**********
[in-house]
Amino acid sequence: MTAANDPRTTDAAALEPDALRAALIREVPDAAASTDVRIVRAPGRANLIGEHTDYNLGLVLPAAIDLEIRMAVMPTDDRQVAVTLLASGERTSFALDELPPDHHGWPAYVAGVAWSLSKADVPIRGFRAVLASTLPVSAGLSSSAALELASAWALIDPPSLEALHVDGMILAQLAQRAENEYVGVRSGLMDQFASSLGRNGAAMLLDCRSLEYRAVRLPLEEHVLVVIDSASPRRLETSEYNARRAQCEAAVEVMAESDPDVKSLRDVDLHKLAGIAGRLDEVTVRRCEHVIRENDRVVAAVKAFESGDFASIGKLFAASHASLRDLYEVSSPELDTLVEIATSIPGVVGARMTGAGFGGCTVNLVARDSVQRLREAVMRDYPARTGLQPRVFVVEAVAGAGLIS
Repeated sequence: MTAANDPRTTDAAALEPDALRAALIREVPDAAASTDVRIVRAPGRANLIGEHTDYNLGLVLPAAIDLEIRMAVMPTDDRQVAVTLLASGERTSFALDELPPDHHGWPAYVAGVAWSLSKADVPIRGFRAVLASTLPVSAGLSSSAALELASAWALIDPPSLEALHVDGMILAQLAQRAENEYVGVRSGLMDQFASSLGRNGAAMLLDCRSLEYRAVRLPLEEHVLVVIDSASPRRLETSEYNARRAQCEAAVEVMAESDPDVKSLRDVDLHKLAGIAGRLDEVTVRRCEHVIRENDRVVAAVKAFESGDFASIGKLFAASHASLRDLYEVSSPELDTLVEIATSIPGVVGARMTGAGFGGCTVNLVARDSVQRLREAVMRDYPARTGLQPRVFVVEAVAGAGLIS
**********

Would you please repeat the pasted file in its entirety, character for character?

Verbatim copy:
[in-house]
Amino acid sequence: MTAANDPRTTDAAALEPDALRAALIREVPDAAASTDVRIVRAPGRANLIGEHTDYNLGLVLPAAIDLEIRMAVMPTDDRQVAVTLLASGERTSFALDELPPDHHGWPAYVAGVAWSLSKADVPIRGFRAVLASTLPVSAGLSSSAALELASAWALIDPPSLEALHVDGMILAQLAQRAENEYVGVRSGLMDQFASSLGRNGAAMLLDCRSLEYRAVRLPLEEHVLVVIDSASPRRLETSEYNARRAQCEAAVEVMAESDPDVKSLRDVDLHKLAGIAGRLDEVTVRRCEHVIRENDRVVAAVKAFESGDFASIGKLFAASHASLRDLYEVSSPELDTLVEIATSIPGVVGARMTGAGFGGCTVNLVARDSVQRLREAVMRDYPARTGLQPRVFVVEAVAGAGLIS
Repeated sequence: MTAANDPRTTDAAALEPDALRAALIREVPDAAASTDVRIVRAPGRANLIGEHTDYNLGLVLPAAIDLEIRMAVMPTDDRQVAVTLLASGERTSFALDELPPDHHGWPAYVAGVAWSLSKADVPIRGFRAVLASTLPVSAGLSSSAALELASAWALIDPPSLEALHVDGMILAQLAQRAENEYVGVRSGLMDQFASSLGRNGAAMLLDCRSLEYRAVRLPLEEHVLVVIDSASPRRLETSEYNARRAQCEAAVEVMAESDPDVKSLRDVDLHKLAGIAGRLDEVTVRRCEHVIRENDRVVAAVKAFESGDFASIGKLFAASHASLRDLYEVSSPELDTLVEIATSIPGVVGARMTGAGFGGCTVNLVARDSVQRLREAVMRDYPARTGLQPRVFVVEAVAGAGLIS